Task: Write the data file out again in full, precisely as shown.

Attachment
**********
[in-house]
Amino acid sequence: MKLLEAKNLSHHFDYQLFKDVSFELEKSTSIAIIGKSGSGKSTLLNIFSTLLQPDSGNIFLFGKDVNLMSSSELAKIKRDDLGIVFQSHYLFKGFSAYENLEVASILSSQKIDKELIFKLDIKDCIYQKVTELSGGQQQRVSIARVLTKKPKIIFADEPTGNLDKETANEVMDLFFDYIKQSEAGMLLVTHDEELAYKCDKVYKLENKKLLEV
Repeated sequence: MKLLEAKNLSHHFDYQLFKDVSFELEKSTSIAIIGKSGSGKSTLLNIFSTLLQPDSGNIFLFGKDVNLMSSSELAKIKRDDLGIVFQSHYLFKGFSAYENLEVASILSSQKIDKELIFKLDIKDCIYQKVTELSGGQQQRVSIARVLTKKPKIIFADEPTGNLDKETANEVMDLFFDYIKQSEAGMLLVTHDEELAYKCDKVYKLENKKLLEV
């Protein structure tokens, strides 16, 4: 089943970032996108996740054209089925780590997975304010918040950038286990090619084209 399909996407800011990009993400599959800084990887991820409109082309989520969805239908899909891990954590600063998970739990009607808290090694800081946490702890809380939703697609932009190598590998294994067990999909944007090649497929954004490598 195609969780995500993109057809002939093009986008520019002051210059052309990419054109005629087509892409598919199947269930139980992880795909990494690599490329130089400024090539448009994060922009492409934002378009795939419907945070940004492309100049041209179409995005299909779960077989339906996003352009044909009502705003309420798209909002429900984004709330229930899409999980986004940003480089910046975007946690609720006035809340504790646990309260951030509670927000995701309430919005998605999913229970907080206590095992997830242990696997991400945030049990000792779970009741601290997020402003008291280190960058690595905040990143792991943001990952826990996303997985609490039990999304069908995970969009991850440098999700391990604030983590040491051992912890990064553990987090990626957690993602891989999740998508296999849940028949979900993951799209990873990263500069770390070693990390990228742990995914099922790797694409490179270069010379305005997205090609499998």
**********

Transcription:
[in-house]
Amino acid sequence: MKLLEAKNLSHHFDYQLFKDVSFELEKSTSIAIIGKSGSGKSTLLNIFSTLLQPDSGNIFLFGKDVNLMSSSELAKIKRDDLGIVFQSHYLFKGFSAYENLEVASILSSQKIDKELIFKLDIKDCIYQKVTELSGGQQQRVSIARVLTKKPKIIFADEPTGNLDKETANEVMDLFFDYIKQSEAGMLLVTHDEELAYKCDKVYKLENKKLLEV
Repeated sequence: MKLLEAKNLSHHFDYQLFKDVSFELEKSTSIAIIGKSGSGKSTLLNIFSTLLQPDSGNIFLFGKDVNLMSSSELAKIKRDDLGIVFQSHYLFKGFSAYENLEVASILSSQKIDKELIFKLDIKDCIYQKVTELSGGQQQRVSIARVLTKKPKIIFADEPTGNLDKETANEVMDLFFDYIKQSEAGMLLVTHDEELAYKCDKVYKLENKKLLEV
């Protein structure tokens, strides 16, 4: 089943970032996108996740054209089925780590997975304010918040950038286990090619084209 399909996407800011990009993400599959800084990887991820409109082309989520969805239908899909891990954590600063998970739990009607808290090694800081946490702890809380939703697609932009190598590998294994067990999909944007090649497929954004490598 195609969780995500993109057809002939093009986008520019002051210059052309990419054109005629087509892409598919199947269930139980992880795909990494690599490329130089400024090539448009994060922009492409934002378009795939419907945070940004492309100049041209179409995005299909779960077989339906996003352009044909009502705003309420798209909002429900984004709330229930899409999980986004940003480089910046975007946690609720006035809340504790646990309260951030509670927000995701309430919005998605999913229970907080206590095992997830242990696997991400945030049990000792779970009741601290997020402003008291280190960058690595905040990143792991943001990952826990996303997985609490039990999304069908995970969009991850440098999700391990604030983590040491051992912890990064553990987090990626957690993602891989999740998508296999849940028949979900993951799209990873990263500069770390070693990390990228742990995914099922790797694409490179270069010379305005997205090609499998």